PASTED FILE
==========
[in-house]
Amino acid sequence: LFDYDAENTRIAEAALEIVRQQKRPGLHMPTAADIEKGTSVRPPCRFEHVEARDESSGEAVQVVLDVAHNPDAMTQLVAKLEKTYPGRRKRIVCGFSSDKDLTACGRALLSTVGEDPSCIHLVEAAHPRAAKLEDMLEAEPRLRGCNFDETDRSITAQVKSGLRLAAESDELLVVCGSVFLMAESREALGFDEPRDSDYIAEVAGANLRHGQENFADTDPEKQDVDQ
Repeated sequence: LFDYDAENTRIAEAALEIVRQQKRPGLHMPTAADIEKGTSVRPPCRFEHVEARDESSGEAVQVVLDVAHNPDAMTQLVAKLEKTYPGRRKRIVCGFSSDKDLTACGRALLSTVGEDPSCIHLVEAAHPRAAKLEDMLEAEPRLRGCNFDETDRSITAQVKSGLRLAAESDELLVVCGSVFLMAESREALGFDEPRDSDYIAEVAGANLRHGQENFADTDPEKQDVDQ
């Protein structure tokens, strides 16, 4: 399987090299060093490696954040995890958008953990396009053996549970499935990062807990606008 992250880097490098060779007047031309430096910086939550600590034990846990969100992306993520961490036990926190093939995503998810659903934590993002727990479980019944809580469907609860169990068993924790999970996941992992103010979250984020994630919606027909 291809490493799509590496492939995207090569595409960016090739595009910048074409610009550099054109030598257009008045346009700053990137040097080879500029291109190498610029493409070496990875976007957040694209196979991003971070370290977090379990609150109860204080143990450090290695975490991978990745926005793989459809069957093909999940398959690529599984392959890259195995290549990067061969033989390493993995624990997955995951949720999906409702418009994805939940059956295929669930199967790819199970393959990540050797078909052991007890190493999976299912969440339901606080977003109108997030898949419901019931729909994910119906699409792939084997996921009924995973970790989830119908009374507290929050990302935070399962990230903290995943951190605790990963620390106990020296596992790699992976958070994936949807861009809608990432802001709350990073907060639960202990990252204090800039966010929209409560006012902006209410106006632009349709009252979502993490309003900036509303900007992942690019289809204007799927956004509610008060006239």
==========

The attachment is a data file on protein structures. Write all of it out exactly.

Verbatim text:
[in-house]
Amino acid sequence: LFDYDAENTRIAEAALEIVRQQKRPGLHMPTAADIEKGTSVRPPCRFEHVEARDESSGEAVQVVLDVAHNPDAMTQLVAKLEKTYPGRRKRIVCGFSSDKDLTACGRALLSTVGEDPSCIHLVEAAHPRAAKLEDMLEAEPRLRGCNFDETDRSITAQVKSGLRLAAESDELLVVCGSVFLMAESREALGFDEPRDSDYIAEVAGANLRHGQENFADTDPEKQDVDQ
Repeated sequence: LFDYDAENTRIAEAALEIVRQQKRPGLHMPTAADIEKGTSVRPPCRFEHVEARDESSGEAVQVVLDVAHNPDAMTQLVAKLEKTYPGRRKRIVCGFSSDKDLTACGRALLSTVGEDPSCIHLVEAAHPRAAKLEDMLEAEPRLRGCNFDETDRSITAQVKSGLRLAAESDELLVVCGSVFLMAESREALGFDEPRDSDYIAEVAGANLRHGQENFADTDPEKQDVDQ
């Protein structure tokens, strides 16, 4: 399987090299060093490696954040995890958008953990396009053996549970499935990062807990606008 992250880097490098060779007047031309430096910086939550600590034990846990969100992306993520961490036990926190093939995503998810659903934590993002727990479980019944809580469907609860169990068993924790999970996941992992103010979250984020994630919606027909 291809490493799509590496492939995207090569595409960016090739595009910048074409610009550099054109030598257009008045346009700053990137040097080879500029291109190498610029493409070496990875976007957040694209196979991003971070370290977090379990609150109860204080143990450090290695975490991978990745926005793989459809069957093909999940398959690529599984392959890259195995290549990067061969033989390493993995624990997955995951949720999906409702418009994805939940059956295929669930199967790819199970393959990540050797078909052991007890190493999976299912969440339901606080977003109108997030898949419901019931729909994910119906699409792939084997996921009924995973970790989830119908009374507290929050990302935070399962990230903290995943951190605790990963620390106990020296596992790699992976958070994936949807861009809608990432802001709350990073907060639960202990990252204090800039966010929209409560006012902006209410106006632009349709009252979502993490309003900036509303900007992942690019289809204007799927956004509610008060006239």